Is it true that honey has nothing to do with baby food? After all, in addition to its characteristic sweet taste, it is one of the most nutritious and healthy foods in the world. Weren’t our parents and grandparents used to soaking our pacifiers in a little honey to keep us happy?
Although honey offers significant benefits, scientific studies suggest that it is dangerous for babies to consume it. Nowadays, doctors advise us never to give honey to babies under one year old.
Botulism, which is why honey should not be included in baby food
People have been consuming honey for thousands of years. This natural and nutritious food offers famous benefits. From ancient Egypt to the present, honey has been used as an ingredient in various recipes due to its properties and ability to sweeten dishes.
But honey contains Colstridium botulinum , a bacterium that releases a neurotoxin that is very dangerous for babies under one year of age. The reason is simple: the intestinal microbiota of infants is immature, which favors the proliferation of spores of this bacterium. As a result, botulinum toxin is produced, one of the most lethal substances known at the moment.
If botulinum toxin enters a baby’s body, a disease called infantile botulism occurs, which mainly affects infants under one year of age and can cause death. But Clostridium botulinum does not have as much of an impact on babies as young as 12 months old. Their defenses are more developed and can prevent the proliferation of bacteria.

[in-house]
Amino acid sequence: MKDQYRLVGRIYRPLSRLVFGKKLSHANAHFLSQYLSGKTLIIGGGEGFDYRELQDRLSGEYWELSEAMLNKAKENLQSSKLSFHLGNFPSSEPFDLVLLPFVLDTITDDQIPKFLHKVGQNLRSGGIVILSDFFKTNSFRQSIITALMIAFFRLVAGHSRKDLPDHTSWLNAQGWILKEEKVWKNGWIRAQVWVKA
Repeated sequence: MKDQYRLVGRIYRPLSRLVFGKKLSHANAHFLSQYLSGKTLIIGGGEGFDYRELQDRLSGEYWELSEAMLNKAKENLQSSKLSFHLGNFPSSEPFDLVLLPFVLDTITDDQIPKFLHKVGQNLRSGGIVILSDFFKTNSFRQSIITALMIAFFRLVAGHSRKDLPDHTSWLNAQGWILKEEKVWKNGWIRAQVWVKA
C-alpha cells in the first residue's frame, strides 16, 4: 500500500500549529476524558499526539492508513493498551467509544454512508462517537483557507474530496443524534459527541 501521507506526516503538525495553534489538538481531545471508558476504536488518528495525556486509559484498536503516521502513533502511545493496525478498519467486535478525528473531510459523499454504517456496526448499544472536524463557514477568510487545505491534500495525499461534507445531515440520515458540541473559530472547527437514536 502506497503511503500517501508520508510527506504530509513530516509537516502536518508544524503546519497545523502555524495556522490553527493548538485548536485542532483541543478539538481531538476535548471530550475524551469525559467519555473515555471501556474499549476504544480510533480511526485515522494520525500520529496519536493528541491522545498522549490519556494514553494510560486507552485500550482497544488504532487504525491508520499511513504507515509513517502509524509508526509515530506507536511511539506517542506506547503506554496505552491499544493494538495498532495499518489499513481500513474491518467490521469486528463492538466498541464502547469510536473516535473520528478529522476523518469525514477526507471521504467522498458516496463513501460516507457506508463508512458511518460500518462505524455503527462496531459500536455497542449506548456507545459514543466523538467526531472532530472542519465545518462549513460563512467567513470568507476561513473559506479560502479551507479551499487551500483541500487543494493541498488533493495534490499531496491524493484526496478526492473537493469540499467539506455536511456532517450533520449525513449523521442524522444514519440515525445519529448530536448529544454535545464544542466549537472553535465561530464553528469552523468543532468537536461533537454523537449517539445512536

Honey, babies and botulism
Clostridium botulinum is a bacillus naturally present in the soil. Therefore, it can infest both animal and plant foods. This bacterium organizes into spores and can remain inactive until it finds ideal conditions for multiplication and development.
Homemade preserves can be dangerous because Clostridium botulinum prefers oxygen-poor environments. Instead, it tends not to tolerate acidic or high-sugar ones. This is why the bacterium is inactive in honey, waiting for more favorable conditions for proliferation.
If a baby under one year of age consumes honey, the sugars in its composition are diluted in its gastric juices. Unfortunately, the baby’s stomach is not a very acidic and oxygen-poor environment. Therefore, the bacillus meets ideal conditions to multiply and produce botulinum toxin. It is carried by the blood to the neuromuscular terminals, triggering infant botulism – a very dangerous disease that requires immediate hospitalization.
Symptoms of childhood botulism
Infant botulism affects the nervous system, which can cause a wide variety of symptoms. These tend to appear 12-48 hours after the baby has come in contact with the bacteria.
The most common symptoms of childhood botulism are:
- Slow breathing and difficulty breathing
- Generalized weakness
- She cried weakly
- A reduced reflex arc
- Double or blurred vision
- Drying of the oral cavity
- Fallen eyelids
- General lethargy
- Eaten too slow
- In extreme cases, paralysis of the torso, arms, legs or respiratory system
Diagnosis and treatment of childhood botulism